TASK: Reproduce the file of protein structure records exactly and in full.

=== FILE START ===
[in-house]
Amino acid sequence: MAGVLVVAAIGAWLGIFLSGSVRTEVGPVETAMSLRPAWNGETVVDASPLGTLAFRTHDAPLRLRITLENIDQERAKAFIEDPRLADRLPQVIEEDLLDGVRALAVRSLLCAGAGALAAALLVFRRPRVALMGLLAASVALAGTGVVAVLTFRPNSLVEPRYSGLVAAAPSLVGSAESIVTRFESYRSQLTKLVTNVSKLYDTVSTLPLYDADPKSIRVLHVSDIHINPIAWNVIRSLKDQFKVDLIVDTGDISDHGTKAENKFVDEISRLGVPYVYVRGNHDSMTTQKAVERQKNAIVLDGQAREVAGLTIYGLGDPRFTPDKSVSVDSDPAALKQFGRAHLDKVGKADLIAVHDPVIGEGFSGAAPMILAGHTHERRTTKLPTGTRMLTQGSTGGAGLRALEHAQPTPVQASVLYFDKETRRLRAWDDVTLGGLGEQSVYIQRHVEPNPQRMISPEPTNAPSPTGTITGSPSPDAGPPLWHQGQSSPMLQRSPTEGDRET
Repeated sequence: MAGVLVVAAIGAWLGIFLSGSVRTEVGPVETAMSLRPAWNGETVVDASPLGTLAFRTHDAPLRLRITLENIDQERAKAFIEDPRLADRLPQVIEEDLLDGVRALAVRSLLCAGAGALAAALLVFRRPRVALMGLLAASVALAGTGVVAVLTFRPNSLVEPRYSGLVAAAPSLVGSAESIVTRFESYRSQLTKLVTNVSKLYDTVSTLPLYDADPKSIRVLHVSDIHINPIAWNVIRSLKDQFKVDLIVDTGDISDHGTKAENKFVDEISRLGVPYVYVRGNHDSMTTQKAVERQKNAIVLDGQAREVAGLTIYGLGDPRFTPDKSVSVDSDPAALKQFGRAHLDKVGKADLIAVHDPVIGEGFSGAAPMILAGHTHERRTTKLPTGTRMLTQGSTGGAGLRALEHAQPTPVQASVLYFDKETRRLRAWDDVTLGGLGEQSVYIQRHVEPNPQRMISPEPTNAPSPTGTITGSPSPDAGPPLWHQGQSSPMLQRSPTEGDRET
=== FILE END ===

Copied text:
[in-house]
Amino acid sequence: MAGVLVVAAIGAWLGIFLSGSVRTEVGPVETAMSLRPAWNGETVVDASPLGTLAFRTHDAPLRLRITLENIDQERAKAFIEDPRLADRLPQVIEEDLLDGVRALAVRSLLCAGAGALAAALLVFRRPRVALMGLLAASVALAGTGVVAVLTFRPNSLVEPRYSGLVAAAPSLVGSAESIVTRFESYRSQLTKLVTNVSKLYDTVSTLPLYDADPKSIRVLHVSDIHINPIAWNVIRSLKDQFKVDLIVDTGDISDHGTKAENKFVDEISRLGVPYVYVRGNHDSMTTQKAVERQKNAIVLDGQAREVAGLTIYGLGDPRFTPDKSVSVDSDPAALKQFGRAHLDKVGKADLIAVHDPVIGEGFSGAAPMILAGHTHERRTTKLPTGTRMLTQGSTGGAGLRALEHAQPTPVQASVLYFDKETRRLRAWDDVTLGGLGEQSVYIQRHVEPNPQRMISPEPTNAPSPTGTITGSPSPDAGPPLWHQGQSSPMLQRSPTEGDRET
Repeated sequence: MAGVLVVAAIGAWLGIFLSGSVRTEVGPVETAMSLRPAWNGETVVDASPLGTLAFRTHDAPLRLRITLENIDQERAKAFIEDPRLADRLPQVIEEDLLDGVRALAVRSLLCAGAGALAAALLVFRRPRVALMGLLAASVALAGTGVVAVLTFRPNSLVEPRYSGLVAAAPSLVGSAESIVTRFESYRSQLTKLVTNVSKLYDTVSTLPLYDADPKSIRVLHVSDIHINPIAWNVIRSLKDQFKVDLIVDTGDISDHGTKAENKFVDEISRLGVPYVYVRGNHDSMTTQKAVERQKNAIVLDGQAREVAGLTIYGLGDPRFTPDKSVSVDSDPAALKQFGRAHLDKVGKADLIAVHDPVIGEGFSGAAPMILAGHTHERRTTKLPTGTRMLTQGSTGGAGLRALEHAQPTPVQASVLYFDKETRRLRAWDDVTLGGLGEQSVYIQRHVEPNPQRMISPEPTNAPSPTGTITGSPSPDAGPPLWHQGQSSPMLQRSPTEGDRET